Yes, the Ravens won the game. They deserve credit for that, but it’s clear that the league is starting to key in on the weaknesses of the offense. That’s why they need to get back to what they do best –smash-mouth football. Offensive coordinator Cam Cameron has fooled around with the offense so much that they don’t seem to have an identity anymore. The six play, 66 yard drive in the fourth quarter broke the will of the Texans and revealed the true identity of the team. The Ravens need to get back to rough, tough football led by Ray Rice, Vonta Leach and the running game. They are very difficult to beat when they play like that.

The Offensive Line Is Strong but Needs to Work on Scheme.

2 of 4

    After allowing a whole game of pressure on Joe Flacco, the offensive line would look like a liability to most people, but that’s not necessarily the case. They are actually a strong group but have been facing an uphill battle in each game of the season.

    That’s because teams have learned that the way to stop the Ravens offense is to blitz like crazy and stack the line of scrimmage with eight defenders on every play. Usually, offenses will find a way to make you pay for playing such an aggressive game plan, but for whatever reason, the Ravens cannot seem to take advantage of that, and it’s one of the biggest reasons why the Ravens offense is struggling right now.

    On top of that, the Ravens offensive line is running a weird scheme. At times, it seems like they are running a zone-blocking scheme where Rice runs outside stretch plays and looks for cutback lanes. Other times, it seems like they run a man, power-blocking scheme with isolation runs and off tackle runs where Rice looks for straight ahead yardage only.

    There’s no reason that they cannot run both. In fact, it would be best if the offensive line could effectively run all blocking schemes since it would make them more unpredictable, but unpredictability without productivity and success is counterproductive. The problem is that the Ravens offensive line doesn’t seem to get into a groove very often, and if they are doing more work for less production, maybe they should focus on executing one scheme perfectly instead of trying to do everything poorly.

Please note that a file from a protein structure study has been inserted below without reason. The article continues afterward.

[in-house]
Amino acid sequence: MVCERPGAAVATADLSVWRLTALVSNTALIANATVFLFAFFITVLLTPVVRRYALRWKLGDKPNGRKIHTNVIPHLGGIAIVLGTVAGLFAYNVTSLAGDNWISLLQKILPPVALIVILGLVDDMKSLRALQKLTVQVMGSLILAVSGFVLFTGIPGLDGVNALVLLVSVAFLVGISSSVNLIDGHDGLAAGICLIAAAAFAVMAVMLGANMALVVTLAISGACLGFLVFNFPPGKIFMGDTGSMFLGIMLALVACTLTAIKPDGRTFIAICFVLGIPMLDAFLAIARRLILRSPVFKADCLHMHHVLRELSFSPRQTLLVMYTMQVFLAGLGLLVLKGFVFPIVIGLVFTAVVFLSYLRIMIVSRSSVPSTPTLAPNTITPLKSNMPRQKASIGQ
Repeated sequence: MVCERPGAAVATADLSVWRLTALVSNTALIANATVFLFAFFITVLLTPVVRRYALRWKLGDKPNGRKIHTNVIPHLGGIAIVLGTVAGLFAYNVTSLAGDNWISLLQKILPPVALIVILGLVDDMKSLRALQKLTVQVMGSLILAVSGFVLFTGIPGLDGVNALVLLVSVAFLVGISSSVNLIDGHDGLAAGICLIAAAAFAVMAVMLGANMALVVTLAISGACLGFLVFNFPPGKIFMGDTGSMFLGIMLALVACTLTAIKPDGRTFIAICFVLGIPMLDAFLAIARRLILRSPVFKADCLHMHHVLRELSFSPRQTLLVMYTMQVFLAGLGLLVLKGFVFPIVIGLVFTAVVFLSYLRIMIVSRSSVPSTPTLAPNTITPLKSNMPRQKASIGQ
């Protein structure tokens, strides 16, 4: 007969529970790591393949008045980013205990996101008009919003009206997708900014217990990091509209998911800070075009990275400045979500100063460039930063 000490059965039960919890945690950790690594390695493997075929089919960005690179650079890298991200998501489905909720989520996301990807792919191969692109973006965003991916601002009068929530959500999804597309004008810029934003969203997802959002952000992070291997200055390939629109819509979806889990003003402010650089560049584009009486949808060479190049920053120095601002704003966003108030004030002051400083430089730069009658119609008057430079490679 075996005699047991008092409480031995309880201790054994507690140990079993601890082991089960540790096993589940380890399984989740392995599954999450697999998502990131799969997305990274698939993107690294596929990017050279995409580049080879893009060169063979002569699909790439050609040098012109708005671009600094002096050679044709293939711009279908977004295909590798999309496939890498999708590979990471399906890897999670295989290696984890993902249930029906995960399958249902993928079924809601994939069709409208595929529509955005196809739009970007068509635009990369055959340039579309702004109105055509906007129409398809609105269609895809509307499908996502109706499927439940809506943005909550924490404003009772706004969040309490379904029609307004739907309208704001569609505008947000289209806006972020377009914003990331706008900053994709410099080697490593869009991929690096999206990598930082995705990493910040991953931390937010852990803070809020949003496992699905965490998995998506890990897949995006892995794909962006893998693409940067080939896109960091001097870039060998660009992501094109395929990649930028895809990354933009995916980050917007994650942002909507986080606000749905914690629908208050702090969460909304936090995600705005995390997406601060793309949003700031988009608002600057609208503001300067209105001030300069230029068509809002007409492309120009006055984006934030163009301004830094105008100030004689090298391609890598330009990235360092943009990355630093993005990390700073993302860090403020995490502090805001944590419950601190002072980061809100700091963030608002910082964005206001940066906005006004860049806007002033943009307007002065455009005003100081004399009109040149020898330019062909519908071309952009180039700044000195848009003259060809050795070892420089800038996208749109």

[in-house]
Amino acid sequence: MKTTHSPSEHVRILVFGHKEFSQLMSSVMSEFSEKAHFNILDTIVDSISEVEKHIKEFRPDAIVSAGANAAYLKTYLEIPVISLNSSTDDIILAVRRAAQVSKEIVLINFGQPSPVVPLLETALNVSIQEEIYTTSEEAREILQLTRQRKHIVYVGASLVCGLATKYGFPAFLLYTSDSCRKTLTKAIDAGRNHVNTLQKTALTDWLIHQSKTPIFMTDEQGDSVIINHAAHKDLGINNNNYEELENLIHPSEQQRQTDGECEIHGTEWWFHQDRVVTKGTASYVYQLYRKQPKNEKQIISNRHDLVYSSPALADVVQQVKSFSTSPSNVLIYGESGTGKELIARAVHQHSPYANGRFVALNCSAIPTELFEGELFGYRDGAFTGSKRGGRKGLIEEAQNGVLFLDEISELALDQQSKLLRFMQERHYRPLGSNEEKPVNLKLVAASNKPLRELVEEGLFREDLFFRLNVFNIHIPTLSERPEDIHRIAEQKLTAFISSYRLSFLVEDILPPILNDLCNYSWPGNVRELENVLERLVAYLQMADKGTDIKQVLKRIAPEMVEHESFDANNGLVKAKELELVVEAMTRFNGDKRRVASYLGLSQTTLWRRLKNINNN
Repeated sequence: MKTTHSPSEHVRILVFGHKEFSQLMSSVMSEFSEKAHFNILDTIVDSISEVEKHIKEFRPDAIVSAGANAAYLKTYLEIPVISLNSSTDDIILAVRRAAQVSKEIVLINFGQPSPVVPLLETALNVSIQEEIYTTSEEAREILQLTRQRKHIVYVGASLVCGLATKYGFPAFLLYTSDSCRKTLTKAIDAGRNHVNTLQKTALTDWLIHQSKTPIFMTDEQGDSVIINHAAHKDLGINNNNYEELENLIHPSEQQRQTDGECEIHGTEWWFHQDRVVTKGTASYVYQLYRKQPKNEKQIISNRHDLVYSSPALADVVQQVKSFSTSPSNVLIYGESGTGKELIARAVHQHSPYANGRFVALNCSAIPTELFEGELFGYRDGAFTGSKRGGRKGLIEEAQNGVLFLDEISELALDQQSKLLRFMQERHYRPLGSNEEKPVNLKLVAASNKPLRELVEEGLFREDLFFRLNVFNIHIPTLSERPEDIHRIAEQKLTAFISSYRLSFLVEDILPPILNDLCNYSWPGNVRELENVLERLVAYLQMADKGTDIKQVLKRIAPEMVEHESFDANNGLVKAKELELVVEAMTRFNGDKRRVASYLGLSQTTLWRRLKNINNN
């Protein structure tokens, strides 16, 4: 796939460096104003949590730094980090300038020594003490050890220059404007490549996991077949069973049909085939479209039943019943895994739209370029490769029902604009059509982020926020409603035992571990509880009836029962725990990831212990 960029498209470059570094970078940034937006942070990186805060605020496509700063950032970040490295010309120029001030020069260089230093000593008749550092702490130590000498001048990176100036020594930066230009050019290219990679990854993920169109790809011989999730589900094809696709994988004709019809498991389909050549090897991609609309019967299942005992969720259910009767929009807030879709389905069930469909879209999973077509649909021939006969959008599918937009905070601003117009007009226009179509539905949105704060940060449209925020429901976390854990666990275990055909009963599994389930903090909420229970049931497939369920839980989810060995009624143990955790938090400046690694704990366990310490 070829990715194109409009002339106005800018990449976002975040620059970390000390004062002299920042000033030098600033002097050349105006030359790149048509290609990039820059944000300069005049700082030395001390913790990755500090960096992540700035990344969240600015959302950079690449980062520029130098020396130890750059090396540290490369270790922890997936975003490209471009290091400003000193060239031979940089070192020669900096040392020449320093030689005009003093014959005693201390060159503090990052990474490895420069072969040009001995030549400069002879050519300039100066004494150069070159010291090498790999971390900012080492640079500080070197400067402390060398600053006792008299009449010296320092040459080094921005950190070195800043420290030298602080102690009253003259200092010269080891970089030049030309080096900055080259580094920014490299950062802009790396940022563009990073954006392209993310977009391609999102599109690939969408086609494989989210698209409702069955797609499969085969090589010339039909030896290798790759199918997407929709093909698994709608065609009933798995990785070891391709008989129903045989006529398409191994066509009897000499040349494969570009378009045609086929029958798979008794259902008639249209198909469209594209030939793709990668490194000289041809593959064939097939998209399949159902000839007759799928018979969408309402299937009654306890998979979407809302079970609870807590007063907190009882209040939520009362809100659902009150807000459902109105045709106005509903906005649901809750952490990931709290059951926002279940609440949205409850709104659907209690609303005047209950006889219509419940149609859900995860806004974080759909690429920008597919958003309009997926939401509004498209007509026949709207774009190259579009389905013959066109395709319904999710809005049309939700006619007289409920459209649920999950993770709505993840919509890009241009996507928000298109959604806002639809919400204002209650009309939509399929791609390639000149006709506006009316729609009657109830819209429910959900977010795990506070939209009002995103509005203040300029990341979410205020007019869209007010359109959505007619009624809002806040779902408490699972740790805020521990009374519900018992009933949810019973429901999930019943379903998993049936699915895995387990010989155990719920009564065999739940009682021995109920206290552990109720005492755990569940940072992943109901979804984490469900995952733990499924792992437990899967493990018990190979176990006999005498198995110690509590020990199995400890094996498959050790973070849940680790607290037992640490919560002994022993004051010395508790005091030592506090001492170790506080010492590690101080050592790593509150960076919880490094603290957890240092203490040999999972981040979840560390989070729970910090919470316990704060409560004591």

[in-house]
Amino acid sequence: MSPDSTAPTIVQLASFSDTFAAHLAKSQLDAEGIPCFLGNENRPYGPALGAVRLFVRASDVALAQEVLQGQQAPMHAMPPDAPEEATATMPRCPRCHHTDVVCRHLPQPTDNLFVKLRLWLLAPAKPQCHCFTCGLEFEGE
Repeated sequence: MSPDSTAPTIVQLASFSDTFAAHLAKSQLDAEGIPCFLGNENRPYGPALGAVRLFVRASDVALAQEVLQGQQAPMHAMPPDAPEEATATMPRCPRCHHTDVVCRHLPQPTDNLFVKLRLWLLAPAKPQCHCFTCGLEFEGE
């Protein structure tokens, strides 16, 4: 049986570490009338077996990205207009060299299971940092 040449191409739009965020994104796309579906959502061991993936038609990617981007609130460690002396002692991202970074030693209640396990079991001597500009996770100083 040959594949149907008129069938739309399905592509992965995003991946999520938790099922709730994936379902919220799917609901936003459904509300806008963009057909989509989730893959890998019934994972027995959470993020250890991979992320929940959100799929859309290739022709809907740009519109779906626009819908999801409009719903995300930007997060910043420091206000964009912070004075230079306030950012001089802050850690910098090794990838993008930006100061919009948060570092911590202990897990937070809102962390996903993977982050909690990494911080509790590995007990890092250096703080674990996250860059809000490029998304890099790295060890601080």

When the Ravens’ offensive line gets into a groove like the did against the Texans on the 66 yard touchdown drive in the fourth quarter or like they did against the Jets when they ran the ball over ten consecutive times, they are nearly impossible to stop. 

Joe Flacco Is a Very Good Quarterback Despite His Statistics.

3 of 4

    Joe Flacco has received his share of criticism over the last week after his horrible performance versus the New York Jets, but one thing is sure after watching Flacco against the Texans –Flacco will make plays when he’s protected and his receivers get open.

    That doesn’t seem like a huge revelation but it’s the absolute truth and one that everyone should remember. Every NFL quarterback needs protection and receivers that can get open and catch the ball. There are many dynamics going on in the Ravens offense, and many of them are outside Flacco’s control. Flacco certainly isn’t perfect, but if his receivers aren’t running the correct routes or getting open, can we really blame him for throwing more incompletions than normal? If he’s getting hit and pressured all game long, can we honestly blame him for a fumble or interception?

    The answer is that we can blame him for making bone-headed plays, which he still does occasionally, but we cannot blame him for the offense underperforming as a whole.

    Many Ravens fans expect Flacco to be Peyton Manning. Sure, Manning would probably make many more plays in the Ravens offense if he were the quarterback, but even Manning would under-perform with a bunch of young receivers.